Explaining Games – and Other Stuff (part 2)
Personally, I have never tried to bribe a pirate. I understand that some people may enjoy the activity, and in principle I am not opposed to it, but it just doesn’t appeal to me as an individual. Fortunately, should I ever be compelled to bribe a pirate, the details of how to do it have been concisely summarised for me in the text pictured above. This shows a representative two page extract from the fifty page long rule book to the game Viceroys. This particular part covers fleeing from combat, the weather gauge, bribing pirates, taxation, inflation and war in Europe. Being two pages out of fifty, it constitutes 4% of the overall text. Yay.
How do you store your games?
When I was a student, I remember getting together with a bunch of other students to play Talisman. A friend of mine used to play it a lot as a child and reckoned we’d all enjoy it. I’d never played it before, so was curious to try it, but never again! It turned out to be a long, draw-out affair with copious amounts of randomness. I did badly. Not that I’m bitter or anything…
My reason for bringing this up though, is that our host had more games than I’d ever seen in my life. In fact, he had an entire shelf of games. They were piled haphazardly (this was before box sizes became relatively standardised) and he must have had nigh on twenty games. Twenty! Boy, was I jealous.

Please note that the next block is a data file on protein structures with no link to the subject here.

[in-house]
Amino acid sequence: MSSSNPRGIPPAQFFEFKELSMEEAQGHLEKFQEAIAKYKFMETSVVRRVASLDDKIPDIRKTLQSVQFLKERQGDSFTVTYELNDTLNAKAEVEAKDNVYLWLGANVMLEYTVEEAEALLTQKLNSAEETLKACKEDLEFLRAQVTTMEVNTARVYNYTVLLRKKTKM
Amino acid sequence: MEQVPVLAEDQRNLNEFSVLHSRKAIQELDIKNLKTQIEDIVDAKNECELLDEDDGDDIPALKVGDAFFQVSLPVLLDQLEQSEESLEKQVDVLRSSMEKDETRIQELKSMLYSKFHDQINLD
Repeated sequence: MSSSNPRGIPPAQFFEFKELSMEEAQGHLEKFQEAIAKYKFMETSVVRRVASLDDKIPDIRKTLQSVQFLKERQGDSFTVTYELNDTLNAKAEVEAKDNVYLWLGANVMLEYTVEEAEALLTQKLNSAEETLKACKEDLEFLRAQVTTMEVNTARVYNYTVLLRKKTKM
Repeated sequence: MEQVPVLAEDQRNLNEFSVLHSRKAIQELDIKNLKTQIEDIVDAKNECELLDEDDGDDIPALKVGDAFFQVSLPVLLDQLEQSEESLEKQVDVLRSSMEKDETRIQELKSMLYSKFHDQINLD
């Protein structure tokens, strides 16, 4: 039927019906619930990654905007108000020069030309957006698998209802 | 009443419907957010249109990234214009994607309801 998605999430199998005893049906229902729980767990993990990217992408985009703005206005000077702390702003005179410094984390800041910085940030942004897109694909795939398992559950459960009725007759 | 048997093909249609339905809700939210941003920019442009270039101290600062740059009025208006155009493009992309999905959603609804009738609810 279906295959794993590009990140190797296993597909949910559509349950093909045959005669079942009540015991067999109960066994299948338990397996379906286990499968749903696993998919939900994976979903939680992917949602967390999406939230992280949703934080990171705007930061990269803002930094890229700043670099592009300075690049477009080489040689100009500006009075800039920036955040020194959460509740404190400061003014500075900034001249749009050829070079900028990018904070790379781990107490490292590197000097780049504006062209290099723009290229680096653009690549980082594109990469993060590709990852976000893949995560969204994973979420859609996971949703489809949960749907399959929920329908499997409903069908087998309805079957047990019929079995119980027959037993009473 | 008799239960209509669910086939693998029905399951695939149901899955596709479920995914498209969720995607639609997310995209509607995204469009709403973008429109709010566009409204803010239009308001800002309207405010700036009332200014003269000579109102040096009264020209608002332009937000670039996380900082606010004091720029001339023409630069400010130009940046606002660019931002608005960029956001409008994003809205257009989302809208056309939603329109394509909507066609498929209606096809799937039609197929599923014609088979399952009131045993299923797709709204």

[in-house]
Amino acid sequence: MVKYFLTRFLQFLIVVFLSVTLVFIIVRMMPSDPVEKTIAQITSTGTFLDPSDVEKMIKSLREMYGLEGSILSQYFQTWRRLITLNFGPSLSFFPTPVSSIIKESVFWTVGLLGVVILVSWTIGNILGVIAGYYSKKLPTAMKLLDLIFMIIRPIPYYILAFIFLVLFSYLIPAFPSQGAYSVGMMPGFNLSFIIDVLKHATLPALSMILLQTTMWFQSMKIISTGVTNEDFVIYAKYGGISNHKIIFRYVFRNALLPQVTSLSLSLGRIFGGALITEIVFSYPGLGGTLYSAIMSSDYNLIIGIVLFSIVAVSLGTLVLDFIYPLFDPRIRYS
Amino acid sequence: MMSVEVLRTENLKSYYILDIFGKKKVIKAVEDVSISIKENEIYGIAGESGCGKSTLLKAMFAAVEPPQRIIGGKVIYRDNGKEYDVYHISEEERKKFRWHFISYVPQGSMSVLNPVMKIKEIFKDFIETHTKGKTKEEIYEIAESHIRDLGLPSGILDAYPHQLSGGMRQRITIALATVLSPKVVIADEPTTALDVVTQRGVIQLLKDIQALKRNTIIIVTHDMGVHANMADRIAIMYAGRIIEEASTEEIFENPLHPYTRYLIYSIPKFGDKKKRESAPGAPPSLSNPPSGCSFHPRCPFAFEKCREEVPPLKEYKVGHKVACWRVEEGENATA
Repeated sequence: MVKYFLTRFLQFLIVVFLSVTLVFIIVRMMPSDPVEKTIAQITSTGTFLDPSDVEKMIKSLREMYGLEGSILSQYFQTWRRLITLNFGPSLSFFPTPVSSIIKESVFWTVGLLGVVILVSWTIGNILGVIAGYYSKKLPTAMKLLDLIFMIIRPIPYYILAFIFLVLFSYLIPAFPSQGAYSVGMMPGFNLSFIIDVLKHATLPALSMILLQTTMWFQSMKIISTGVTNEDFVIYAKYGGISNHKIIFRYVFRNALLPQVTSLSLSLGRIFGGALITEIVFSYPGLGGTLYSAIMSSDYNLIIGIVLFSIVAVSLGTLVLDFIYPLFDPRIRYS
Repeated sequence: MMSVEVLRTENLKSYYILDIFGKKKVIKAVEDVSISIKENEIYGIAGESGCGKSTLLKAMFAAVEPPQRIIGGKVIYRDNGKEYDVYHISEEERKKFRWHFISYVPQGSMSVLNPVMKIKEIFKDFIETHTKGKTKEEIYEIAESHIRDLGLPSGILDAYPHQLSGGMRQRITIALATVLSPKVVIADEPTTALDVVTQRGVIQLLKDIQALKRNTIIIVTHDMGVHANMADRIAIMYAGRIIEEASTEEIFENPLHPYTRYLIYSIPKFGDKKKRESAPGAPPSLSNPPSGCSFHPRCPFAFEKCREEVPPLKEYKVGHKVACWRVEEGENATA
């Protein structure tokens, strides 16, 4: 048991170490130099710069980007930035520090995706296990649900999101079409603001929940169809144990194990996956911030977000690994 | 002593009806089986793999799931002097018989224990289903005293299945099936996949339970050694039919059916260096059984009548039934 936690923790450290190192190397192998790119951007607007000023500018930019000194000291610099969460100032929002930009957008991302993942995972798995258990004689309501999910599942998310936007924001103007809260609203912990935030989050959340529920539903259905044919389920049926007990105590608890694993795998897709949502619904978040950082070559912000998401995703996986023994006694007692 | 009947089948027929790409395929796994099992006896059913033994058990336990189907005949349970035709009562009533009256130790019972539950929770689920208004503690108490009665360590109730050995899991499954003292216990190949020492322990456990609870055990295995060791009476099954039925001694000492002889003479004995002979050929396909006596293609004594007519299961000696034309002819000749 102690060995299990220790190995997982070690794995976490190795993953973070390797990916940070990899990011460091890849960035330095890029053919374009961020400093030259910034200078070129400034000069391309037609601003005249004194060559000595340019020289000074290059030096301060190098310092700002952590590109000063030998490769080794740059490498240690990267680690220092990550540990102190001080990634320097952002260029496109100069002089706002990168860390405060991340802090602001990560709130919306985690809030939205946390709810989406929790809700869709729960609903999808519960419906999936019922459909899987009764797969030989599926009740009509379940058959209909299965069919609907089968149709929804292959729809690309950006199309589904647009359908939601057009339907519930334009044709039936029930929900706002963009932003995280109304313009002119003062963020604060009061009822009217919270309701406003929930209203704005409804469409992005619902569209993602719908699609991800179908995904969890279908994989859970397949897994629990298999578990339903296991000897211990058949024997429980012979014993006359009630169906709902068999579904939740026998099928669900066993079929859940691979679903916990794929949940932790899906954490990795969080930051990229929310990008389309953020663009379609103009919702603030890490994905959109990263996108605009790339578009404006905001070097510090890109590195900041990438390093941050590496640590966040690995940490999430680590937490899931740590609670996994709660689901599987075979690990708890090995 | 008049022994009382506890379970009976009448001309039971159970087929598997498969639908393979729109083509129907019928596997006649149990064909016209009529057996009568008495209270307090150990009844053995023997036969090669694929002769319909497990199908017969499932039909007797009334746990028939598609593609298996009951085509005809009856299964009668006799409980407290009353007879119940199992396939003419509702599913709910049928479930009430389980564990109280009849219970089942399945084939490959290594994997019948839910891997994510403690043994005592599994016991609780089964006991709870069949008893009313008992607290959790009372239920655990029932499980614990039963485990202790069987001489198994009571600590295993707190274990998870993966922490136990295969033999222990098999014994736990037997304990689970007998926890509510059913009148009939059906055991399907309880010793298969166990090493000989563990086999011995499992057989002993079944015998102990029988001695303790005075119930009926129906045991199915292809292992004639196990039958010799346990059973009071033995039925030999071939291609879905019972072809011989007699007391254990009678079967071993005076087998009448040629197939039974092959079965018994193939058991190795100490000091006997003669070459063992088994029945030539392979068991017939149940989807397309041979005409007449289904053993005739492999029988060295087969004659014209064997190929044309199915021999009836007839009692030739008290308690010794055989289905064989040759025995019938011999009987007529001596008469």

Of course, my perspective has changed rather these days, but at the time I think I had three or four games. I couldn’t imagine having twenty games in my wildest dreams. I remember mentally totting up how much it would cost to buy all of those games. It was hundreds of pounds! On games!
I’m getting side-tracked again though. What I really want to talk about today is storage. The last time I counted (which was a few years ago), I had over a hundred games. I dread to think how many I have now. I keep meaning to sell some of them, but I’m a compulsive hoarder. So last weekend my thoughts turned to storage. How do you store your games?